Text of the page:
Tuesday, August 26, 2008

Foreclosure Pricing, Coming Soon to The Westside

The most recent numbers from Dataquick for July of 2008 show:

44.8% of sales in California were Foreclosures.
34.3% drop in Median Sales Price from May 2007
40,219 NODs (Notice of Defaults)
39,507 TS (Total Sales)

Foreclosures are fast becoming the market here in California. As the Mortgage Meltdown migrates inward from outlying areas to the cities, ALL AREAS will be affected. We are in the beginning stages of the mortgage crisis and have only witnessed the first subprime leg. Alt-As, Interest Only, ARMs (pick-a-payments) and Prime mortgages are next. Many affluent buyers have taken advantage of these "creative" financing products and loan resets are due to start this year. Most now believe it will take until 2012, before we work through this batch of bad loans. However, it is my belief it could be quicker and more painful. Here is why. Places in the Inland Empire that have foreclosed are now selling at 50-60% off peak pricing through foreclosure sales. Banks have finally started to unload as they see an area not coming back in the near future. Buyers are picking up properties at significant discounts and actually buying a house to "Live In" instead of speculation. Easy credit and speculation are gone. In some cases, Buyers having already bought an overpriced home, are keeping their payments current, even though terribly upside down. Next, they locate another similar property for 50-60% off, close escrow on it, then allow the first house to go into foreclosure. Problem solved. I like to call it "HIT and RUN".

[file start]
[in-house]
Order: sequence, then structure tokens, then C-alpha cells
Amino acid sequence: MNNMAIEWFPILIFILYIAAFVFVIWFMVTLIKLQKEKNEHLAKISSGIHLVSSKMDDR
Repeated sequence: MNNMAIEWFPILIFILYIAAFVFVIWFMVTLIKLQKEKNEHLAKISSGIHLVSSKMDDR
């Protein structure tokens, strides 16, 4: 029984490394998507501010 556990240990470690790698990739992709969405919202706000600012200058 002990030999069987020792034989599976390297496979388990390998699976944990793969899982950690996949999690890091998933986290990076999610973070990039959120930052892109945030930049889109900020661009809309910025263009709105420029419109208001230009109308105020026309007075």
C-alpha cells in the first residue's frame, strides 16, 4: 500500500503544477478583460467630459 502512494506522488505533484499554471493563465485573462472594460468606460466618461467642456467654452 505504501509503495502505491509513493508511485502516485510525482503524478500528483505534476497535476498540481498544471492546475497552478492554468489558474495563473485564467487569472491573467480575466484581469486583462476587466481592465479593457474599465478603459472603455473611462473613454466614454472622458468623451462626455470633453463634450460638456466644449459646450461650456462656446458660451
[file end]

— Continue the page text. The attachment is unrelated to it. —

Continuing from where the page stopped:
As banks begin to unload REOs on the Westside, we will see a similar phenomenon. "Educated" affluent buyers, especially with very little money invested, will simply regard it as a business decision to lower their payments and home loan debt. Thus causing more foreclosures and more price declines. And more foreclosures and more price declines, etc.. etc..

The writing is on the wall...

6 comments:

latesummer2009 said...

Foreclosures in California reached a new high in June 2008 with $12,500,000,000 worth of loans repossessed. That is 20% higher than the previous record sent in May 2008.This along with more NODs than Total Sales, spells deep trouble for California.

Anonymous said...

I am a buyer who has been sitting on the sideline for three years now. I wathed the bubble grow and knew that sooner or later it would pop. My question is this- We see how much prices have decliend on a year by year basis, but how much have they declined since 2004 or2005? If I see a condo that sold for, let's say, $475,000 in 2005 what would the value be today?
Thanks

Anonymous said...

Anonymous, When to buy is totally subjective and somewhat speculative. What has worked for me is to buy when buying is cheaper than renting. To make this calculation I include all the costs of homeownership like taces when you sell, 5% or more on maintenance and upkeep which covers the year you have to reroof for example, buying more stuff to fill the home, insurance, etc... Most people grossly underestimate the cost of homeownership and ar ein for a big surprise when they buy. If you make this calculation, then save and invest the difference, you will come out way ahead and be in better shape when you do buy. I recently had to move because my landlord was selling the condo I rent. I really wanted to buy badly, but instead we are renting again. Prices need to drop about 25% for me to have any chance of coming out ahead where I live in West LA. Although we have the money and qualify, I just could not bring myself to throw my money away.

Having moved a lot and bought and sold quite a few homes and rented as well, I think we are looking at years of pain ahead. Until seller psychology fundamentally shifts prices are still too high. It is not unusual as a cycle is progressing for people to become totally discouraged about home buying and prices. Speculators disappear. Renting becomes mroe expensive. This is the time to buy.